Maggie

Maggie is one of Collins Chanika’s clients. She is a two year old girl who most likely has Congenital Muscular Dystrophy, although, due to a lack of specialist medical services, it is difficult to make a definite diagnosis. Collins has been helping with Maggie’s care for the last eight months.

Congenital Muscular Dystrophy is a condition that presents at birth or within the first couple of years of a child’s life. It results in muscle weakness throughout the body and can cause joint deformities. It can also affect internal organs and the function of the brain.

Maggie and her mother live in a village with other members of their family. Maggie is unable to sit up or roll over when laid on the floor. If she is assisted into a sitting position, she cannot always hold her head up due to the weakness in her muscles. She requires help for all her daily care needs. In the last eight months, though, Collins has observed improvements in her attempts to begin moving about, and she is now able to recognise people around her and respond to them which she was previously unable to do. Her legs and arms are becoming stronger.

Due to the weakness in her leg muscles, she is also at risk of getting a secondary complication known as contractures. These restrict movement at her joints and can cause pain when moved. To prevent the contractures forming, Collins has splinted Maggie’s feet. This involves putting Plaster of Paris bandages on her feet and legs to maintain a stretch in her muscles. Once removed the length of the muscles in her legs are checked regularly and her family have been taught stretching exercises they must continue. They have also been advised on different positions she can sit or rest in and the importance of checking her foot position during these times.


Maggie’s feet being splinted

Maggie’s family have been taught the rehabilitation exercises that will try to help her begin to move around more and gain more control of her head position, and they continue these between Collins’ visits. Adequate seating to maintain a symmetrical, well supported sitting position is very important, though, for Maggie’s ability to interact with the world around her. From this position she can see more of the activity around her which will help stimulate her, stimulating objects (such as toys) can be placed in front of her where she can explore them, and it is better for her breathing and ability to swallow. She will also have to learn to control her head position against gravity which helps strengthen the muscles in her neck.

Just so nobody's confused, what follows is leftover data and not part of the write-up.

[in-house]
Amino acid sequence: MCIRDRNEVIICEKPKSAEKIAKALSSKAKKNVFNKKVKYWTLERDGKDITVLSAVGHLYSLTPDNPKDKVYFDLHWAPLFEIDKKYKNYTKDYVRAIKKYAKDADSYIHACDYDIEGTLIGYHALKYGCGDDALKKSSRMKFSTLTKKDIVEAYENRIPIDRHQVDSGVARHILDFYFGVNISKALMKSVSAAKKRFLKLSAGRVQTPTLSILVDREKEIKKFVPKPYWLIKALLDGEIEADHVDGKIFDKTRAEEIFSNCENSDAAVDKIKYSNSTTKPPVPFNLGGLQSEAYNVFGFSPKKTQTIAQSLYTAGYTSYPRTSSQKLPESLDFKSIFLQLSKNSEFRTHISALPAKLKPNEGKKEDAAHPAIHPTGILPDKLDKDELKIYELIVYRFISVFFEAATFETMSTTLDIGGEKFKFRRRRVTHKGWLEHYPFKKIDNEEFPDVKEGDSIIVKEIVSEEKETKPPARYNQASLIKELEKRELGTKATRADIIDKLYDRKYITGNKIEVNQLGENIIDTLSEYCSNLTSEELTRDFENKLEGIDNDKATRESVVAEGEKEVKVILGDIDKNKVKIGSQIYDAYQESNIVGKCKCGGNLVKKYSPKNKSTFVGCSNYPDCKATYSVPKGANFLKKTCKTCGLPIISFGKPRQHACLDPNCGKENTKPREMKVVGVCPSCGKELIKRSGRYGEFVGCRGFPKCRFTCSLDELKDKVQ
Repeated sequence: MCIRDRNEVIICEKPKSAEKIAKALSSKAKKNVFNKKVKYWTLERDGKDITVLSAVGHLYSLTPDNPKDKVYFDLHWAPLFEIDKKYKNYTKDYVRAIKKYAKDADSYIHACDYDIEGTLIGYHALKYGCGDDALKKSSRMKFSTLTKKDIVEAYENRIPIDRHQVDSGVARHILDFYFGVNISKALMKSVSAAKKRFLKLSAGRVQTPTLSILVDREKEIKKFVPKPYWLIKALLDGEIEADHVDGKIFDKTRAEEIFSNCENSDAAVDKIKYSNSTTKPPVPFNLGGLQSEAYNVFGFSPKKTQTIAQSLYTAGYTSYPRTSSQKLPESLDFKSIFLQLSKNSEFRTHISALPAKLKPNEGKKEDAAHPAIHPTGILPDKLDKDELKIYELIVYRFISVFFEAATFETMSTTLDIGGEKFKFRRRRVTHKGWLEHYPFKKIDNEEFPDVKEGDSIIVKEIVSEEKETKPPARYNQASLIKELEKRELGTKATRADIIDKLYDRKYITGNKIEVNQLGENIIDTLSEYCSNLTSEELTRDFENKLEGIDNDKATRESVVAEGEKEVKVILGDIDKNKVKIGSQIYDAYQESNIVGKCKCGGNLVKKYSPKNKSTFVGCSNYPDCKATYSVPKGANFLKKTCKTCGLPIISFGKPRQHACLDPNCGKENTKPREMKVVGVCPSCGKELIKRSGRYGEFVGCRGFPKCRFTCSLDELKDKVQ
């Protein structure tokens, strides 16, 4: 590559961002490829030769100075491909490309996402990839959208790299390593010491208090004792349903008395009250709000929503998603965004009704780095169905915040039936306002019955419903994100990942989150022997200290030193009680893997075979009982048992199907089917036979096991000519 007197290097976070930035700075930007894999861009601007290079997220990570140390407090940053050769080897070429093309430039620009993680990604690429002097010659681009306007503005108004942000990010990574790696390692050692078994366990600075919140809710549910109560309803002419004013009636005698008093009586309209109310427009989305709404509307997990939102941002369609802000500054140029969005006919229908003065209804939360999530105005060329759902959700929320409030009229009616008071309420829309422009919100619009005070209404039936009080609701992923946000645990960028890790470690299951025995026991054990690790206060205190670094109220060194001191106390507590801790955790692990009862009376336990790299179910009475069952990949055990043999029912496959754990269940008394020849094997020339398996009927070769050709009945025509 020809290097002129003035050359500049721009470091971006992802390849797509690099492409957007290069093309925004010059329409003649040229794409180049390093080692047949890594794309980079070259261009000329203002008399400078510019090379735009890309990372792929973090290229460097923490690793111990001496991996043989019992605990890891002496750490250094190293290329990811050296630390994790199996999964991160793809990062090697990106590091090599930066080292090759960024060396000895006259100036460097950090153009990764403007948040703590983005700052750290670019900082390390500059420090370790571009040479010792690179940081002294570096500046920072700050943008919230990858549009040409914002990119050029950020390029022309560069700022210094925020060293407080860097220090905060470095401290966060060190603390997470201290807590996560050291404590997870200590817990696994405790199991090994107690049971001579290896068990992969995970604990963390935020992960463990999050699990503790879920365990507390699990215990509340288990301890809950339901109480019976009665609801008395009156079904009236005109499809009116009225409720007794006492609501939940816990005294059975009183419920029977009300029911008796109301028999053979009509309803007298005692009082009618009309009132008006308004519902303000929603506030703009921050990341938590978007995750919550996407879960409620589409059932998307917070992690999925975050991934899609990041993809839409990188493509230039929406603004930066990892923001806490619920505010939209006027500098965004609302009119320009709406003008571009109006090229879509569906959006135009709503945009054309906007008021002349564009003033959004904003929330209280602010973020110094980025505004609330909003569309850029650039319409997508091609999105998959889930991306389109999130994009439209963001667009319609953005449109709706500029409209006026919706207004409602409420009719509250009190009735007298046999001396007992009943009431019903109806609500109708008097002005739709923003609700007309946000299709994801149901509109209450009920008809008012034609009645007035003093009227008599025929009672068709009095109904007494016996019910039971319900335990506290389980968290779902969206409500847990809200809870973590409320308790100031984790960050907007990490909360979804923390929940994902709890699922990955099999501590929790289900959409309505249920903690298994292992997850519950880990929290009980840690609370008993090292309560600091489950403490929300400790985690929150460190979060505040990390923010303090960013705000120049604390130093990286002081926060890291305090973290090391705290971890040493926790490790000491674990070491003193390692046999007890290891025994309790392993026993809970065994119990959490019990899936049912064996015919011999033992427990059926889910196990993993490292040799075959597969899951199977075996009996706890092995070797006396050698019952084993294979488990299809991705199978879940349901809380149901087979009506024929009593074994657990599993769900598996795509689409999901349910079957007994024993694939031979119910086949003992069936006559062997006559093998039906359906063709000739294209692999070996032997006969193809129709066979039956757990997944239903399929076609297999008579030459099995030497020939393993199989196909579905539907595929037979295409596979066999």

Currently all specialist seating is made by local carpenters out of wood, and Collins has to juggle his budget to provide this much needed equipment to clients such as Maggie, whilst also ensuring he can get other specialist equipment for other clients and getting some of the clients to hospital appointments in specialist centres. He also often gets stuck in himself with the carpenters, assisting them to make the equipment he needs!


Collins helping with some woodwork

As a trial, we investigated the possibility of using old cardboard boxes to make a chair for Maggie, looking at whether other materials are available to build specialist furniture. It took some time to source enough cardboard boxes (they are a rarity out here and when one does appear it is much sought after!), but we were able to get the process underway. Initially the cardboard has to be layered to strengthen it, sticking it together with flour and water paste, before the pieces for the chair are cut from it and joined together.





The chair in progress

Finally, it is decorated and covered with varnish to provide some protection against splashes. Slight adjustments were made once it was delivered to Maggie to ensure she sat well in it. This involved adding some extra support straps to help Maggie’s trunk position. By doing this, she was able to be sat in a better position and hold up her own head.


Once seated well, Maggie was able to complete different exercises and engage with her family more. The aim will be to remove some of the supportive strapping if Maggie’s strength improves.

Unfortunately, it seems that cardboard will not be a material that Collins can use often to make chairs due to its scarcity, so he will have to continue to budget for wooden chairs being made when the need arises.

Maggie is just one of his many clients who need adequate seating to be able to improve their muscle strength, sitting balance and interaction with their families – chairs will improve their quality of life and, for a number, improve their independence in daily tasks. If you feel you could help with a donation towards Collins’ work, please make a donation.

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